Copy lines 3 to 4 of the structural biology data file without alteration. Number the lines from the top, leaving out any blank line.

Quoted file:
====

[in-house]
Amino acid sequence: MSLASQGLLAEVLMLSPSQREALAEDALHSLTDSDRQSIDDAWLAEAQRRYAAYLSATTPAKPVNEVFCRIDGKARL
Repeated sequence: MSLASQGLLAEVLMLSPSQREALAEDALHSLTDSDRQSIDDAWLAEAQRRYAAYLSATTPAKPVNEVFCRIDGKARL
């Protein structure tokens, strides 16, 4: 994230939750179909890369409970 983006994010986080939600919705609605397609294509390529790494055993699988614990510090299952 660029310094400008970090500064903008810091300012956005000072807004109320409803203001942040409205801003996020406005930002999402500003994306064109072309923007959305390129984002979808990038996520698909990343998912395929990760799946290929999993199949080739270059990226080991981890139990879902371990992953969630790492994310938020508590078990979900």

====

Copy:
Repeated sequence: MSLASQGLLAEVLMLSPSQREALAEDALHSLTDSDRQSIDDAWLAEAQRRYAAYLSATTPAKPVNEVFCRIDGKARL
């Protein structure tokens, strides 16, 4: 994230939750179909890369409970 983006994010986080939600919705609605397609294509390529790494055993699988614990510090299952 660029310094400008970090500064903008810091300012956005000072807004109320409803203001942040409205801003996020406005930002999402500003994306064109072309923007959305390129984002979808990038996520698909990343998912395929990760799946290929999993199949080739270059990226080991981890139990879902371990992953969630790492994310938020508590078990979900």